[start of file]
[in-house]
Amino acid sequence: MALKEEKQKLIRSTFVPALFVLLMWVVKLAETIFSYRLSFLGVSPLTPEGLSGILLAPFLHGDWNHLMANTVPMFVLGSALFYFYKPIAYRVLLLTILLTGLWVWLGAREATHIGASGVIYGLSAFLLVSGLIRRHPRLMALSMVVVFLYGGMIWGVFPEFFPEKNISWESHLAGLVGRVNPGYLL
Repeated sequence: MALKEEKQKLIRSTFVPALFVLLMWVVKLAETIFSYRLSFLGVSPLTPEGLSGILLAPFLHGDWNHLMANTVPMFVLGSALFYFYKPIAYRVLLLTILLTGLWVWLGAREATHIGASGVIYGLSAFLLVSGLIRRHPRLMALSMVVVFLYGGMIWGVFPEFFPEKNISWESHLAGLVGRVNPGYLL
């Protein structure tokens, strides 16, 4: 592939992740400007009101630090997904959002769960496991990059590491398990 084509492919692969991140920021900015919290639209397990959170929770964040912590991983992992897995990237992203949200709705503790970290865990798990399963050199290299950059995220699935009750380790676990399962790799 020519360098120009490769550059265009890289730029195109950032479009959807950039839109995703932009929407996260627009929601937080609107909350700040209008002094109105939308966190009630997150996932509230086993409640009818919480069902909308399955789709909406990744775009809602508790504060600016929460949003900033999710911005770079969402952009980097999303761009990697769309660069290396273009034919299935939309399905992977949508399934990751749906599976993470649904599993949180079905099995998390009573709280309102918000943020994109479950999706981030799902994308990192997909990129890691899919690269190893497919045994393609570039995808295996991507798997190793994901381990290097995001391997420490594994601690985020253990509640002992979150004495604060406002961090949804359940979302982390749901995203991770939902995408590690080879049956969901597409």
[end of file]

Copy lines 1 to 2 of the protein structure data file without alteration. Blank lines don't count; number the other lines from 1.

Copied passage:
[in-house]
Amino acid sequence: MALKEEKQKLIRSTFVPALFVLLMWVVKLAETIFSYRLSFLGVSPLTPEGLSGILLAPFLHGDWNHLMANTVPMFVLGSALFYFYKPIAYRVLLLTILLTGLWVWLGAREATHIGASGVIYGLSAFLLVSGLIRRHPRLMALSMVVVFLYGGMIWGVFPEFFPEKNISWESHLAGLVGRVNPGYLL